As also mentioned before, this is not good enough. So, what will the future look like: if we look at 2035 and beyond, what do we need? We need new green technology and that needs to engage us all. It needs to engage IATA, ICAO, as well as other industries and OEMs. We need to learn from and to help each other; we need research and development industries and we all need to work together, plus we need to engage with the regulators from the beginning to make sure that aircraft are certified and safe. Of course, we need to look at the cost side as well; sustainability will have a cost both for the customer and for us as an industry. People might not fly so often anymore because of the prices. We need to look at green activity-based costing, how much will it cost, and we need to do analytics and simulations of where we’ll end up and how much it will cost.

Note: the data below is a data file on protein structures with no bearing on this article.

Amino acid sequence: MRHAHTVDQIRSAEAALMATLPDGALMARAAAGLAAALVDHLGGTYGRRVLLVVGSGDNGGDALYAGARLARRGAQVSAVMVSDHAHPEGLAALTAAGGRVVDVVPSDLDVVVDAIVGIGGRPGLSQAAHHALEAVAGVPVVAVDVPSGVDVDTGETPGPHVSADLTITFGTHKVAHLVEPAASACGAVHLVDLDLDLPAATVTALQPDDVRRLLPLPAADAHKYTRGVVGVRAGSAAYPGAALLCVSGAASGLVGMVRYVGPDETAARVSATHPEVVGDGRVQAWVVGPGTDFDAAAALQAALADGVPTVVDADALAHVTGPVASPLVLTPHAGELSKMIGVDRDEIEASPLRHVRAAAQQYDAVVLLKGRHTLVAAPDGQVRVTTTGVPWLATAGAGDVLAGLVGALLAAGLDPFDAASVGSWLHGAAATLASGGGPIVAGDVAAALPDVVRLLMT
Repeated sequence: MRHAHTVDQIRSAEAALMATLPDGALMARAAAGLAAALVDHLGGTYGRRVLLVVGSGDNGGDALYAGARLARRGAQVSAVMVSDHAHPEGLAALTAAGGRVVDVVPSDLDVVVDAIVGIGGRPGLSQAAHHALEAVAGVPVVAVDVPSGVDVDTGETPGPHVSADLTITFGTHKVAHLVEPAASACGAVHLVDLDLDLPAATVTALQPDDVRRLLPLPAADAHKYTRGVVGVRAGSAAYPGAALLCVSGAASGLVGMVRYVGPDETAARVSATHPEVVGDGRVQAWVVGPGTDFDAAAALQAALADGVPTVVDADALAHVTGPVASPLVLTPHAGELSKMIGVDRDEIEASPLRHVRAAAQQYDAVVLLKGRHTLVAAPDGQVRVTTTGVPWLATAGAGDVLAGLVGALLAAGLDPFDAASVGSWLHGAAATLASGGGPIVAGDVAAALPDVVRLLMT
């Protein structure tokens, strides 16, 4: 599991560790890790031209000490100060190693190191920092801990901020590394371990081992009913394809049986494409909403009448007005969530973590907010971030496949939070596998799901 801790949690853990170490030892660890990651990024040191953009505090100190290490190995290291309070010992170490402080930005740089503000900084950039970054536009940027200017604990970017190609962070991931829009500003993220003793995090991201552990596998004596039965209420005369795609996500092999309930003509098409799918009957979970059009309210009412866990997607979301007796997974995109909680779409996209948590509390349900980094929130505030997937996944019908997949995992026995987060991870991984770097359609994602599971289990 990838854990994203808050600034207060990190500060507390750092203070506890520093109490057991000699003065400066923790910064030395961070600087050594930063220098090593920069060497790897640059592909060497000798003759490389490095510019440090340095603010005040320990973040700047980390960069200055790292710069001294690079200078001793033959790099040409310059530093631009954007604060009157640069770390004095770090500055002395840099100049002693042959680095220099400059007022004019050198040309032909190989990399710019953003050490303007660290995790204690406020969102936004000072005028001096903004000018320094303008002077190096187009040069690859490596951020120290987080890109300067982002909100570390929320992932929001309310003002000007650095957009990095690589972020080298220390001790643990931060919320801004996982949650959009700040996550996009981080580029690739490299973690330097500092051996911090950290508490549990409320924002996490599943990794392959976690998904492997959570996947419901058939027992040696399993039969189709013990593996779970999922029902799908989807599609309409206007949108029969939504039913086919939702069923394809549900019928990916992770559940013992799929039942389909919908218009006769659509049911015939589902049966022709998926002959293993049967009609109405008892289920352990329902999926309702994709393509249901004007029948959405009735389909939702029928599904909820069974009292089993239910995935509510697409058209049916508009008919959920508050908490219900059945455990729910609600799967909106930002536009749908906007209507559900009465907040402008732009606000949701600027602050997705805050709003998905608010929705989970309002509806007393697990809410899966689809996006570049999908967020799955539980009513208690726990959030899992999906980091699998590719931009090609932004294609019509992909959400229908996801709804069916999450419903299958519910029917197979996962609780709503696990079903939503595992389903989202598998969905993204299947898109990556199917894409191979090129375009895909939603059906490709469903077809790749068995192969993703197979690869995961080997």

The new normal in aviation will be a lot different from what we know (figure 8). The path to this future will not be predictable; we will not be able to predict exactly what will be the outcome in ten or twenty years. We do not even know how successful we’ll be in developing and producing a zero-emission aircraft – it’s a technology with which we have not yet engaged.

Figure 8

In the future, we’ll need to be very much more agile and to look at sustainability as a risk and impact situation; we need to simulate those risks, see the outcome and be careful not to invest too heavily into something that does not make sense for the industry. And we need to take people with us: a very important thing, technology will be the key. COVID and Climate Change will be moving us forward. The industry will stay with its current fleet of modern aircraft (old modern aircraft) for a while and they will become more fuel efficient – OEMs are working hard on programs to ensure that we achieve further reductions in fuel consumption in the future. However, there will ultimately be a need to phase out these aircraft and find new ways through new products, zero-emission aircraft.

New ways of doing business